The defendants’ disclosure of experts properly disclosed Scott Noll, Ph.D., and William T. Baldwin, Jr., Ph.D., and provided their respective reports. [Record No. 34] Noll’s report involved an analysis and opinion regarding the cause of the accident. [Id.] Hampton subsequently filed his “second supplemental [*3] CR 26 disclosures” on March 1, 2019, and identified Edward R. Crum as a proposed rebuttal expert. [Record No. 37] He asserts that:
Mr. Crum will provide testimony that lack of physical evidence would preclude speed and braking estimates. Mr. Crum will also testify that there is no evidence that Mr. Hampton was inattentive. Mr. Crum provided context in his report, but his function is to rebut the testimony regarding speed, distance, inattention of Mr. Hampton, and the testimony that Mr. Morrison acted appropriately in recognizing no threat coming towards him.
[Record No. 40] However, Crum’s report indicates “without some other type of physical evidence, any type of pre-collision speed estimate would be considered a guess,” but Crum does not provide a guess regarding the pre-collision speed and does not indicate that a lack of physical evidence would generally preclude speed and braking estimates. [Record No. 37-1] Additionally, Crum indicates that he “would agree with Mr. Noll that the minimum impact speed of the Hampton Vehicle would be a minimum of 35 to 40 miles per hour.” [Id.] Further, three of Crum’s conclusions involve reiteration of statements by witnesses to the accident and [*4] do not provide an opinion. [Id.]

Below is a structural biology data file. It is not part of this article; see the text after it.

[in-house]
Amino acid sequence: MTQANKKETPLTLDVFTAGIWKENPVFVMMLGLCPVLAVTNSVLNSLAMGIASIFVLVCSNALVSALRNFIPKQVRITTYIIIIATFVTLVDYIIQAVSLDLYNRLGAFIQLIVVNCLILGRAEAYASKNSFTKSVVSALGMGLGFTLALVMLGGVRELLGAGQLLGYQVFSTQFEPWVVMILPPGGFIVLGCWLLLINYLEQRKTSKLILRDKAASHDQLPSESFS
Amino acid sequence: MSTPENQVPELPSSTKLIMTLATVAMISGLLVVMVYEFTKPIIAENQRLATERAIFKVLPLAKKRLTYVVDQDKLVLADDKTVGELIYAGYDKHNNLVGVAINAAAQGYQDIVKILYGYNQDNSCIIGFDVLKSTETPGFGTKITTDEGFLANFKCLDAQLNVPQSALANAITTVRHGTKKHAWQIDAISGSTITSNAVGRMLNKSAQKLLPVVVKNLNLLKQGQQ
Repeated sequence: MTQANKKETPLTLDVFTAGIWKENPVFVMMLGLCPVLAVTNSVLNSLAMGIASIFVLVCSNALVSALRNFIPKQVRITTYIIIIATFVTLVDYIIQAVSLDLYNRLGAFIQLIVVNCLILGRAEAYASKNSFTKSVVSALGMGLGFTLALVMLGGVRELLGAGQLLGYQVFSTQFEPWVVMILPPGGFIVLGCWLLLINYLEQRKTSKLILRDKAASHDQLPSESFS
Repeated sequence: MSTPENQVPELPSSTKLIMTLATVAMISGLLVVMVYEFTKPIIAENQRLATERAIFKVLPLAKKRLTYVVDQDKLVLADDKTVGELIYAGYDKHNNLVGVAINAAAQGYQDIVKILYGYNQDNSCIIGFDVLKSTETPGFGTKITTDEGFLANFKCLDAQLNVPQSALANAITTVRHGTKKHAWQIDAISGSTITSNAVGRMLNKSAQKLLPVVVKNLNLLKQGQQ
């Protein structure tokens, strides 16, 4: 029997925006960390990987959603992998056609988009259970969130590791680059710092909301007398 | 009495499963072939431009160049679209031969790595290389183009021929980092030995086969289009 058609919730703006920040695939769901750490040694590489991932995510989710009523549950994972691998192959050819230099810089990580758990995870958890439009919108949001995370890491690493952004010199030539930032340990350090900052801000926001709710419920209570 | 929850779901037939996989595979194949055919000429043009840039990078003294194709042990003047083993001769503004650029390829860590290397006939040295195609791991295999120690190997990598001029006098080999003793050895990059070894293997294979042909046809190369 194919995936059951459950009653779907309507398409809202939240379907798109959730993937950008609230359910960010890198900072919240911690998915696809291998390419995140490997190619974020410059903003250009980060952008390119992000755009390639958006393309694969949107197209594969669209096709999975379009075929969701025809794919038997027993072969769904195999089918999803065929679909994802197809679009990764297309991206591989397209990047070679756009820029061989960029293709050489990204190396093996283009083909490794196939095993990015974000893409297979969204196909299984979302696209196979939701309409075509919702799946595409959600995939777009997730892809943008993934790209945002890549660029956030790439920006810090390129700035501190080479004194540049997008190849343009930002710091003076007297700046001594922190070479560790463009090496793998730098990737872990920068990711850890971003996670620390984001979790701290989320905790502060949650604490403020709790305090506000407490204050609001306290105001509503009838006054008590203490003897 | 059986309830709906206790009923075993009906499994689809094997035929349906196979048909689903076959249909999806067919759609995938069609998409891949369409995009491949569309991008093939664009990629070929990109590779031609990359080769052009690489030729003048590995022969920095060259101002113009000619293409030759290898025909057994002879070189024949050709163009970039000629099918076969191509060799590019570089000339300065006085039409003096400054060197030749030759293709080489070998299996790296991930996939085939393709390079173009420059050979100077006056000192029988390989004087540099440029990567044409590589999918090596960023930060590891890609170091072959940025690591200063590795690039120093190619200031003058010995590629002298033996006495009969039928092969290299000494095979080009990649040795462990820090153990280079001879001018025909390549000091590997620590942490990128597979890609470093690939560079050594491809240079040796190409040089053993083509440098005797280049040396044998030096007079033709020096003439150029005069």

II.
The defendants state that Hamptons’ disclosure of Crum should be stricken because it is “germane to Plaintiff’s case-in-chief” and is not “real” rebuttal evidence. [Record No. 39-1, p. 6] Alternatively, they contend that if Crum’s opinions are not essential to the plaintiff’s case-in-chief, the report simply addresses the same subject matter as Noll, but does not contradict or rebut Noll’s report, so it is not real rebuttal evidence. [Record No. 39-1, p. 7] Finally, the defendants contend that Hampton has failed to comply with Rule 26 of the Federal Rules of Civil Procedure and the sanction of striking the expert disclosure is appropriate because he has not shown that the failure to properly disclose Crum was harmless or substantially justified. [Record No. 39-1, pp. 7-8]

A. Real Rebuttal Evidence